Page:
Miles Davis Quartet

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About Miles Davis Quartet

Miles Davis had a story about a big dinner he went to at the White House in the late ‘80s. Lots of powerful people, almost none of them Black. A politician’s wife—he didn't say who—asked if he thought America truly values jazz. There’s a back-and-forth. But the gist, Davis explained, was that white Americans were too stubborn and proud to ever let Black people win. The woman bristled. What’d he do that was so great to get invited to dinner at the White House anyway, she asked. He changed music five or six times, he said—what had she ever done other than be white? True or not (his autobiography is filled with this stuff), it speaks to Davis’ conception of his legacy. Tender, vicious, understated, or relentlessly confrontational, his music captures a life in constant creative flux, from the cool of the late ‘40s and early ‘50s (Birth of the Cool), through the bop and modal experiments of the ‘50s (Miles Ahead, Kind of Blue); the electric density of the ‘70s (A Tribute to Jack Johnson, Agartha) to the almost-pop of the ‘80s (You’re Under Arrest). He could pitch jazz as self-consciously sophisticated as orchestral music (Sketches of Spain) and as direct and colloquial as funk (On the Corner). He was born in 1926 and raised in East St. Louis, Illinois, the son of a dentist and a music teacher—solidly middle-class professions that Davis, who came up though the dissipated, supposedly alleviated racism of the Jim Crow era, never let people forget. (Studying at the Institute of Musical Arts, later known as Julliard, Davis corrected a white music history professor who said that Black people played the blues because they were poor and had to pick cotton, saying that his dad was rich and didn’t have to pick cotton a day in his life, and he still played the blues—what about that?) If his band members changed music in their own rights—John Coltrane, Herbie Hancock, Bill Evans—it’s in part because Davis prized individual expression above all. Asked in 1986 about some of the foundational songs in jazz—“I Got Rhythm,” “Body and Soul”—he said they were done at the right time and the right place by the right people, but that was over now—same goes for “Kind of Blue” or “So What.” What he had was better: the present.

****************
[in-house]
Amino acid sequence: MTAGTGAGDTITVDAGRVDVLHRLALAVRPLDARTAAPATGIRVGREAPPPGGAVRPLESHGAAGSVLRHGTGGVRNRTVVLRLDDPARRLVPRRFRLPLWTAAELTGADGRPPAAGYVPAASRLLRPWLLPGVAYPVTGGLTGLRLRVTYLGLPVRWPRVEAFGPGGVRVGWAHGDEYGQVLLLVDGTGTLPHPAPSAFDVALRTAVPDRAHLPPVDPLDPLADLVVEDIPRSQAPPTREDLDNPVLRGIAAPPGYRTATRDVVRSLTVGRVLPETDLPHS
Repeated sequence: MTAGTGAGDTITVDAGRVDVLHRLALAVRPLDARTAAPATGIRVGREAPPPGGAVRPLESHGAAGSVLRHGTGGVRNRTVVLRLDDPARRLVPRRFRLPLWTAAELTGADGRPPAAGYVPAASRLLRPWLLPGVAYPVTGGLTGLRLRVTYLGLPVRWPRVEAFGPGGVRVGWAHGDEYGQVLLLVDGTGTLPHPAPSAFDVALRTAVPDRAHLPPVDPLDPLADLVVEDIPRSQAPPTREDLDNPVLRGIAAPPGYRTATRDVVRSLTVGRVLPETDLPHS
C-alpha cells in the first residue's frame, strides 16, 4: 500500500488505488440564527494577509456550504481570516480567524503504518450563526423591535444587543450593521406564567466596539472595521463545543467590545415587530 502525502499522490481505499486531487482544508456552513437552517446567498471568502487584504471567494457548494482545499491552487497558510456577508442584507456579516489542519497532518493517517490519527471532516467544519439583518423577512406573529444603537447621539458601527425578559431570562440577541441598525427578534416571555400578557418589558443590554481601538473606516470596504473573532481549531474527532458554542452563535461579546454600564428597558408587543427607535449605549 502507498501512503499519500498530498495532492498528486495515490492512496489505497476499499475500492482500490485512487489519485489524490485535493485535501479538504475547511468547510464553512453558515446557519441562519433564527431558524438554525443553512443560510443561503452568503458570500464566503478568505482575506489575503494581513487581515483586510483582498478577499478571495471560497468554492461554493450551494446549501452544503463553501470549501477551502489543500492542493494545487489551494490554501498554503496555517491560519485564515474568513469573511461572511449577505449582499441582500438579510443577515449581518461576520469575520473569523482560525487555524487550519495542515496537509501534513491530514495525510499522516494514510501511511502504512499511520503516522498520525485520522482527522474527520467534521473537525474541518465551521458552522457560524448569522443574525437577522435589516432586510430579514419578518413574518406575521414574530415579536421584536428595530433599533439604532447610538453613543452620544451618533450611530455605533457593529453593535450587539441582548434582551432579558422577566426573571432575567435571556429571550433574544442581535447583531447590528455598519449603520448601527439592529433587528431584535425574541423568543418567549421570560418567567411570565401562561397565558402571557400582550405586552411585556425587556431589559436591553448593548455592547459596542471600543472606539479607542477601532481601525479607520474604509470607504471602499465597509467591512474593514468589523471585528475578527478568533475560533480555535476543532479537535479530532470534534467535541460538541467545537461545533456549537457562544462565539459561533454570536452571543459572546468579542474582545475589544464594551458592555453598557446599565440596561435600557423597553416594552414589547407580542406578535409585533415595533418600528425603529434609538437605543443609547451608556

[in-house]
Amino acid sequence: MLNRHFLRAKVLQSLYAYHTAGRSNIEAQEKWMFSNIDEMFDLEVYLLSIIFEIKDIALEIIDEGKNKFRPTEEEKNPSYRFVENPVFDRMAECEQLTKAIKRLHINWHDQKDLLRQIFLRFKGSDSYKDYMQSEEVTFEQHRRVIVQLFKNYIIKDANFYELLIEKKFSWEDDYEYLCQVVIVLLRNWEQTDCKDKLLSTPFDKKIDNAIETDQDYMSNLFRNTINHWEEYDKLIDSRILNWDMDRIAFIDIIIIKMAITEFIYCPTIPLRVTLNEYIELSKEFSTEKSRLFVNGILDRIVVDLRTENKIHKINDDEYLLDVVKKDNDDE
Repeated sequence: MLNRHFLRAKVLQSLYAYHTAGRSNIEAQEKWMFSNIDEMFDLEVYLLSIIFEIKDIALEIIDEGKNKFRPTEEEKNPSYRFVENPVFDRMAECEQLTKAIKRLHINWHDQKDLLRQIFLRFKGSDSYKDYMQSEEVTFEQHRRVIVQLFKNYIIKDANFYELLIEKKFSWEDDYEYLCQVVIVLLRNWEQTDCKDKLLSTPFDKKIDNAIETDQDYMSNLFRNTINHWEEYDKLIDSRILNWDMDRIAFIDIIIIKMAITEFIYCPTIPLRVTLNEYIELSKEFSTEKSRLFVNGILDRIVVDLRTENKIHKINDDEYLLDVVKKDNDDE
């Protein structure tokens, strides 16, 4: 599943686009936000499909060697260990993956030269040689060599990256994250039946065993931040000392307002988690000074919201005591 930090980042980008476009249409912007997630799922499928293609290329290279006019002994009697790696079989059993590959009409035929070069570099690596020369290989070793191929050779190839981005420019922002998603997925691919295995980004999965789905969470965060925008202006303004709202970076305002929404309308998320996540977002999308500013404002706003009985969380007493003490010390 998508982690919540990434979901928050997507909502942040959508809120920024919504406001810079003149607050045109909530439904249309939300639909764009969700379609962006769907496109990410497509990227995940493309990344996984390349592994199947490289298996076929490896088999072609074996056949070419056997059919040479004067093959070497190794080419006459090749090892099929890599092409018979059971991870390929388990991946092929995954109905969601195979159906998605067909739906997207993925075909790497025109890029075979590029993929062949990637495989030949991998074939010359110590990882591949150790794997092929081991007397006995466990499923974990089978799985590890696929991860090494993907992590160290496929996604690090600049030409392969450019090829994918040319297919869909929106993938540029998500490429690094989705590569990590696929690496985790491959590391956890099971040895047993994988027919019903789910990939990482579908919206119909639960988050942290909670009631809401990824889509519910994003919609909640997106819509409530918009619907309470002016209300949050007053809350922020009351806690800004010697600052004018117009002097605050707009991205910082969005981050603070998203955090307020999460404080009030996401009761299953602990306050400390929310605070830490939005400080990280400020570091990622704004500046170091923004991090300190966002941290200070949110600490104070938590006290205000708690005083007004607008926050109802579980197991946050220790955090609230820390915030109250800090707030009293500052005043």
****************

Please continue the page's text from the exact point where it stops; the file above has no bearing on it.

GENRE
Jazz

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